Quebec, Kirpans, Face Veils, and Values
by Trent Gilliss, senior editor
At first glance, this story from the National Post intrigues because Sikhs are barred from the Quebec National Assembly because of their daggers. And, what were they there for? To testify on a bill banning face coverings. That is worth clicking through and reading more about.
But, check out the last statement from one of the Assembly’s members about multiculturalism. It almost scoots right on past if you don’t stop to think about it. Now, this American citizen’s ears haven’t heard an idea like this stated in such bald fashion; I’ll admit that it’s challenging, and somewhat unsettling:
“By a vote of 113-0, the Quebec National Assembly adopted a motion Wednesday supporting the decision by security workers to bar four Sikhs who came to the assembly to testify on Bill 94, banning Islamic face coverings.
The four refused to remove their kirpans, small ceremonial daggers. In 2006, the Supreme Court of Canada ruled that the kirpan, which Sikhs carry wrapped in fabric under their clothing, is not a weapon but a religious symbol, like a crucifix.
Parti Quebecois member Louise Beaudoin, said multiculturalism is a Canadian value, not a Quebec value.”
(photo: Tyler Anderson/National Post)
Arranged Marriage: An Expert on Choice Speaks Across Cultures
Shubha Bala, associate producer
When I was 11, I bombarded my uncle with questions while we sat on the floor going through photos and letters from Indian families seeking a marriage arrangement between him and their daughters. At some point I naively asked, “But won’t you want to meet all the women before deciding on the best one?”
Interview upon interview, Sheena Iyengar, author of The Art of Choosing and a business professor at Columbia University, attributed her own curiosity around choice to her Sikh parents’ arranged marriage. But her interviewers often stopped short of asking her for more detail.
Sometimes there is an assumption that an arranged marriage represents an absence of choice; but, for many Indians, the modern arranged marriage still includes choice but with a collective framework. At least that’s my experience as a second-generation Indian who has had many personal discussions about this subject. For example, I want to choose the best husband for me, but some aunts think that I should include what is best for my parents, grandparents, and siblings.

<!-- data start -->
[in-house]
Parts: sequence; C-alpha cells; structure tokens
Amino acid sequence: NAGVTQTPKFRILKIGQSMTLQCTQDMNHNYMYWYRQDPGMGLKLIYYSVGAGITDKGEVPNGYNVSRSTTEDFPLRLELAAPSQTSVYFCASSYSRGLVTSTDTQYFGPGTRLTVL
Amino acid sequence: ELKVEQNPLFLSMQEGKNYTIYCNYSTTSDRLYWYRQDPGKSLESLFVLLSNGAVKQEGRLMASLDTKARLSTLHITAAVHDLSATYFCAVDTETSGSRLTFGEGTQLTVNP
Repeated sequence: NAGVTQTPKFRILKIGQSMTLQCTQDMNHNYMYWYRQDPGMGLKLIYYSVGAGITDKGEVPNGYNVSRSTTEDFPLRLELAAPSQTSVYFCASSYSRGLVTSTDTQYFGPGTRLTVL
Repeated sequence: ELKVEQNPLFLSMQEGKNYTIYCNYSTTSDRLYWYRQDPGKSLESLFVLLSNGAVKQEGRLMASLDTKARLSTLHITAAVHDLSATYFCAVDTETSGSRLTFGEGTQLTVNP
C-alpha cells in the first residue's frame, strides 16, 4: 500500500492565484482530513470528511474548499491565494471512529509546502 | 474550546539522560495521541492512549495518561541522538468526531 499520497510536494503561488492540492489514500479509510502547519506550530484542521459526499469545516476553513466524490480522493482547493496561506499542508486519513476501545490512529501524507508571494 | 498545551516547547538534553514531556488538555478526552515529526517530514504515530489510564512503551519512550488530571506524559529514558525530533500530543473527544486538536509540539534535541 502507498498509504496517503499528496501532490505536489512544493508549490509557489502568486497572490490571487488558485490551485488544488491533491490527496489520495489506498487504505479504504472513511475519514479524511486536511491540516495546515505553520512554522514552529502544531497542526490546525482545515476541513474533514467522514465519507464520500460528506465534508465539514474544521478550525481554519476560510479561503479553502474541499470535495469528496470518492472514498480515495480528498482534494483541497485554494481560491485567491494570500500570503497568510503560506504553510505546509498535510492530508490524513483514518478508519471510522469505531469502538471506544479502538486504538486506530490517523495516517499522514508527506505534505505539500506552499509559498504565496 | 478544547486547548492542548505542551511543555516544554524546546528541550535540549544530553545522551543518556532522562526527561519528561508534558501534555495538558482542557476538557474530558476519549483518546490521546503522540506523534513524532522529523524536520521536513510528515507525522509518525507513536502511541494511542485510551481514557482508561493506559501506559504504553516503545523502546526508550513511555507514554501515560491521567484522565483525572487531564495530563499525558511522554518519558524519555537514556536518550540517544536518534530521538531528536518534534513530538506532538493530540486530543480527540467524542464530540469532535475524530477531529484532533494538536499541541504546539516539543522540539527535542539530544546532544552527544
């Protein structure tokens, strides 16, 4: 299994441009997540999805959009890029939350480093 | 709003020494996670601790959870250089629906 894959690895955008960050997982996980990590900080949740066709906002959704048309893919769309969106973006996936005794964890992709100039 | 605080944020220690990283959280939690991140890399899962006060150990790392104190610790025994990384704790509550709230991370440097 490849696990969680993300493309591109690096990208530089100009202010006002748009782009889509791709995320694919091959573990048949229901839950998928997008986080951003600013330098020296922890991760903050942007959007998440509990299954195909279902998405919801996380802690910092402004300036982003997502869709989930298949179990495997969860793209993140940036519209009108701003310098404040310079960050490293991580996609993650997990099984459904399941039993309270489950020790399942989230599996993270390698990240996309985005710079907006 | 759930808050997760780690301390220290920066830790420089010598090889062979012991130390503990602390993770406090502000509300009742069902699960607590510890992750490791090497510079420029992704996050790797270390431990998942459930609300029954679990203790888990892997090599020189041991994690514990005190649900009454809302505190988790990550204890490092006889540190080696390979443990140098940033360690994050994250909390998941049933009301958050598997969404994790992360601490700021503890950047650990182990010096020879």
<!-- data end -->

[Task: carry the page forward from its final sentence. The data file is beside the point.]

Most Indians are touched by arranged marriages in some form or the other. So, although The New York Times and Express India articles both describe one of Sheena Iyengar’s experiments, which looks at cultural differences of choice, the Times only states the facts whereas Express India takes the story further by asking her opinion:
“Iyengar does not privilege either of these choices over the other; collective action, after all, can be as inspiring and purposeful as Gandhi’s Salt March to Dandi, while tales of inspired individualism abound as well. ‘Both extreme ends of the spectrum are problematic, but different places along the continuum have their own particular benefits,’ she says.
To some extent, even India Abroad’s feature approaches things from a collective choice lens. Their interview of Sheena Iyengar focused on her mother and family as much as on her.
Krista and I discussed this approach as I briefed her for today’s interview with Sheena Iyengar; I hope we can delve more deeply into her personal experiences while approaching the conversation from multiple cultural lenses. By the way, you can follow the interview on Twitter as we live-tweet (@softweets) the gems of the conversation at 2 p.m. Central today.
As for my uncle, he told me that after vetting the photos and letters for a handful of women to meet face-to-face, he was sure he would meet one, feel immediate love, and have no choice but to throw away the rest.